The MVNA is used at present in several research laboratories, and at universities. Two main kinds of application of MVNA can be distinguished: engineering studies of millimeter waves devices, and millimeter-submillimeter spectroscopy.
The first group of applications is prevalent at Electrical Engineering departments, developing microwave and infrared techniques. Faster electronics circuits and faster transmission lines require higher bandwidth, hence need to develop and optimize faster active and passive electronics, electrooptical devices, and diagnostic tools. MVNA is the best possible tool for testing of millimeter wave antennae, for network analysis of broad-band high frequency components, and for materials characterization. That type of applications is also common at physics departments, where millimeter wave instrumentation is used as a detector, like in radioastronomy, as a diagnostic tool, or as a powerful heating source for instance in plasma fusion physics.

Example Applications of MVNA

 MVNA at NAO of Japan
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The picture above shows measurement of a 332 GHz antenna at National Astronomical Observatory of Japan. The MVNA is the model MVNA-8-350-1-2 allowing dual-frequency technique. It is linked to the extensions by flexible coax cables. On the PC-Monitor appears the Gaussian antenna diagram, with a parabola for amplitude (in dB), and a flat line for phase. The delivered extensions, plus the delivered ordinary millimeter heads, can cover the 29-1000 GHz interval. The extensions shown in this picture, are of the former type, called ESA (Extended Source Association). They were built with mechanically tunable W-band Gunn sources as local oscillators. In the picture one can see ESA-1-A-FC on the left (with a rotary vane attenuator controlling the intensity of emitted power), and ESA-2-FC on the right (with the horn antenna under test). Due to mechanical tuning requirement that setup had very limited possibilities of electronically driven sweeps, contrary to the new ASA extensions. (Picture: courtesy of Professor Yutaro SEKIMOTO, National Astronomical Observatory of Japan, Alma-J Group.)

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In the above plot the measurements of an angular antenna diagram of a scalar (corrugated) horn are shown for the frequency of 175 GHz. The antenna under test, attached to the detection unit, is rotated over the range from -90 to + 90 from the optical axis of the source, which is located in the "far field" conditions. The amplitude scale of the signal is shown in dB on the left side of the plot. The phase scale, in degrees, is shown on the right. Green curves correspond to the rotation plane parallel to the electric field vector E of the millimeter wave. Red curves correspond to the rotation plane perpendicular to the electric field vector E of the millimeter wave. Please note that the phase data are shown, for clarity, upside-down. The above diagram demonstrates that the antenna has almost perfectly symmetrical Gaussian beam characteristic around the optical axis and very small side lobes. The phase response is flat (due to locally plane wave) and the amplitude angular dependence is parabolic for small angles on the logarithmic (dB) scale. Such response is expected for the Gaussian beam since the intensity of the radiation I decreases with the distance from the optical axis a like I ~ exp(-a*a) .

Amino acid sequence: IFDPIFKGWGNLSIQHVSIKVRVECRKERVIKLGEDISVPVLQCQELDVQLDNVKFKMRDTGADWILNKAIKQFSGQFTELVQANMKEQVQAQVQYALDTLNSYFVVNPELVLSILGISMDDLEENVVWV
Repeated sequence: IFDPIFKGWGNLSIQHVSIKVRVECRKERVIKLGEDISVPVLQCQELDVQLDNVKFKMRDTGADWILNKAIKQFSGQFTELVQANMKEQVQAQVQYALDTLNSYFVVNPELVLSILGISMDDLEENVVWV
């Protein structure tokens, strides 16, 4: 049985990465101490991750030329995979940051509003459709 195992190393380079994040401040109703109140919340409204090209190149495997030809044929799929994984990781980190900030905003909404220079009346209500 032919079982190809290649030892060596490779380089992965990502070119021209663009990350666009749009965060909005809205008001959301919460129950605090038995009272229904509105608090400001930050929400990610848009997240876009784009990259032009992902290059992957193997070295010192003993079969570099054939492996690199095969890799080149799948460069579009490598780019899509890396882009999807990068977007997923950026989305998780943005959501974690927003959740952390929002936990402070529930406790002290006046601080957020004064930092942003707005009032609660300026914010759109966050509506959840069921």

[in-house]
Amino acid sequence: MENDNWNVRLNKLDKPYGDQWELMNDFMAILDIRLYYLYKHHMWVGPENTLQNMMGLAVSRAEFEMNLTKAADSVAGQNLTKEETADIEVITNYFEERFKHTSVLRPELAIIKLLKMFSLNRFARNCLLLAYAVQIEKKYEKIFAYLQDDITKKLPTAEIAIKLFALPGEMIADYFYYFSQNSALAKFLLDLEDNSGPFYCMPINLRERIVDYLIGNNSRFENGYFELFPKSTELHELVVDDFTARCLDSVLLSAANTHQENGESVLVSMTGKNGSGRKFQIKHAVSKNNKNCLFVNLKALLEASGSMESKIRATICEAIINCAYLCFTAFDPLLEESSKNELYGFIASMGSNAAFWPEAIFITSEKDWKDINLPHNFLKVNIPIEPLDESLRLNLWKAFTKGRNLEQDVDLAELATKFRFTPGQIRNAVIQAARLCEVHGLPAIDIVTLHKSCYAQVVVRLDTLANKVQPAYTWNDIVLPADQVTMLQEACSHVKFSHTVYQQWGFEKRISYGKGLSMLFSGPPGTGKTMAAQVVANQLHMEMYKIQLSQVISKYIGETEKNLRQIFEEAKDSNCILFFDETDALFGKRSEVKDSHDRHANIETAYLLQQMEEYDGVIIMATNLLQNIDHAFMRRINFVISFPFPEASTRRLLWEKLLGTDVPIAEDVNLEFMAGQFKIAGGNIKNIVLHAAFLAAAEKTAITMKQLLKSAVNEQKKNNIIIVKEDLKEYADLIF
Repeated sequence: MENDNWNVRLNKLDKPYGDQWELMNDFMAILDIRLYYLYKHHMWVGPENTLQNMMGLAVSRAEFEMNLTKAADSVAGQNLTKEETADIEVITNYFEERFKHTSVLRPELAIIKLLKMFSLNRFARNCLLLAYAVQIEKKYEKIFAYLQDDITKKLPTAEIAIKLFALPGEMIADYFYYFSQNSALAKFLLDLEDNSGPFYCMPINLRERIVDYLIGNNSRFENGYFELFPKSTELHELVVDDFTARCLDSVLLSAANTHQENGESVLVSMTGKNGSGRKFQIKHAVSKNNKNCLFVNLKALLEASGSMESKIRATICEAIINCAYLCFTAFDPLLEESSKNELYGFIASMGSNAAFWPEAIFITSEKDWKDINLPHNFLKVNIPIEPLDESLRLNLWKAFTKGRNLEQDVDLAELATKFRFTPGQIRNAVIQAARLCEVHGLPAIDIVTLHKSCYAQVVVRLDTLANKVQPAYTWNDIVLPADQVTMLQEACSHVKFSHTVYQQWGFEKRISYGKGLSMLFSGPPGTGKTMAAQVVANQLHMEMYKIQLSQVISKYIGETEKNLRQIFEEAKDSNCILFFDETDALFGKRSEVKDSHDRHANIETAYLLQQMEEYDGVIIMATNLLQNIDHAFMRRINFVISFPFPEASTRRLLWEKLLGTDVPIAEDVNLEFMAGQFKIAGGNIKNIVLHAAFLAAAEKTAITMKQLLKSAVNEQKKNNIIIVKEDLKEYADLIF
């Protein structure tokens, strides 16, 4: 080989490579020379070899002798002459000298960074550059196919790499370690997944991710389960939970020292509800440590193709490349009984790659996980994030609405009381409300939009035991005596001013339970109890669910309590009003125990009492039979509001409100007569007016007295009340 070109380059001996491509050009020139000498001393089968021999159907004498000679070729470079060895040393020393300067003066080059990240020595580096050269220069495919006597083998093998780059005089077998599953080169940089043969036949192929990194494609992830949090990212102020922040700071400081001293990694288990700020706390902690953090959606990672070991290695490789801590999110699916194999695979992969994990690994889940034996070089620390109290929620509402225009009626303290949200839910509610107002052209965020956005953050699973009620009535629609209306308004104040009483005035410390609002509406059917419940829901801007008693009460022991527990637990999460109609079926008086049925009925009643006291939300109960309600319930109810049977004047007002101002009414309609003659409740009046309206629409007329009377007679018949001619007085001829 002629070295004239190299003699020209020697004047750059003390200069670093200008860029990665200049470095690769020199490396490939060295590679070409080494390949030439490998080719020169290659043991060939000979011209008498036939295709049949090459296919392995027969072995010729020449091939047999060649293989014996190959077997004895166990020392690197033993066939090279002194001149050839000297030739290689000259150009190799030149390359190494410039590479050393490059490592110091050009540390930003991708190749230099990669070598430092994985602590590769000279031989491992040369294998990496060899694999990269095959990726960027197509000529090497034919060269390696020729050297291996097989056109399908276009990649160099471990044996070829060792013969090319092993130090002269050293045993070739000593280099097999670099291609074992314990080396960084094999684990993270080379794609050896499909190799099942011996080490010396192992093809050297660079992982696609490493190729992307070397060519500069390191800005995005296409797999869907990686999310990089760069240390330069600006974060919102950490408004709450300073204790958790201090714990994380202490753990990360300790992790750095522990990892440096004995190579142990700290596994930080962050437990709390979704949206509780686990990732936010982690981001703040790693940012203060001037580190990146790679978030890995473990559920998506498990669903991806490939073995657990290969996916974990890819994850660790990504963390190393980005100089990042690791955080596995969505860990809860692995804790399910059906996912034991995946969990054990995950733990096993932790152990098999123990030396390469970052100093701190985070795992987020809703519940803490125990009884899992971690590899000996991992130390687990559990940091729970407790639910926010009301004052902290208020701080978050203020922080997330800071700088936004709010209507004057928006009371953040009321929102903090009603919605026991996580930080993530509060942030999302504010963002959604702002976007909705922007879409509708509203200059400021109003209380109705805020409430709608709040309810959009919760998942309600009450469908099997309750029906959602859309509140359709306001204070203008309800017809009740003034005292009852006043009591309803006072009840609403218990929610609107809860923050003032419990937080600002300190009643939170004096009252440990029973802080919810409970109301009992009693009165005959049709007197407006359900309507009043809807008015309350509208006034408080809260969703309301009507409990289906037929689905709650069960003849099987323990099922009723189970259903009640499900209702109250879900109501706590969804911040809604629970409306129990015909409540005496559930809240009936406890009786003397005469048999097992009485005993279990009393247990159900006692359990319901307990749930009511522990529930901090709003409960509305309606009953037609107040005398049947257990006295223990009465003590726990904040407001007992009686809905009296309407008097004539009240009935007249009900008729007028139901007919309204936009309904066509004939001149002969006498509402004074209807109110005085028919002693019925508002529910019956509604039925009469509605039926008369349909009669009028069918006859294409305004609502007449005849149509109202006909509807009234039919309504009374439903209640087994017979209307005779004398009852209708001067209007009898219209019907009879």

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The picture above shows printout of diagnostic measurement of a "monopulse" antenna, used for guidance systems, obtained at 94 GHz during a 20 sec. angular sweep. The amplitude is shown in the upper and the phase in the lower part of the figure. Two pairs of waveguides from the antenna are combined in order to obtain both, the sum (shown in blue) and the difference (shown in red) signals. The "sum" response corresponds to the ordinary angular antenna diagram for a Gaussian beam, as shown in the previous picture, with a parabolic shape of the amplitude and a flat phase response close to the axis of symmetry. The "difference" signal displays a sharp local minimum of the amplitude and a step-like response of the phase. Such a characteristic is useful for guidance applications where the feedback system attempts to keep the antenna oriented at the maximum of the "sum" signal, and uses the sign of the "difference" signal phase for the track correction.

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At the Queen's University in Belfast, Northern Ireland, frequency selective surface mirrors (FSS) are tested between 100 and 550 GHz in the Electrical Engineering Department. The FSS mirror, positioned with the surface at the angle of 45 degrees to the beam direction in the microwave beam, is designed to transmit with a small loss at a given frequency, near 300 GHz. The MVNA itself, with its control oscilloscope and frequency counter-stabilizer, is driven by a PC computer. The control oscilloscope shows the detected millimeter wave amplitude, phase and signal-to-noise ratio.The picture on the monitor shows the transmission of the FSS between 274 GHz and 336 GHz. (Picture: courtesy of Professor Robert Cahill, Queen's University, The Institute of Electronics, Communications and Information Technology, Belfast.)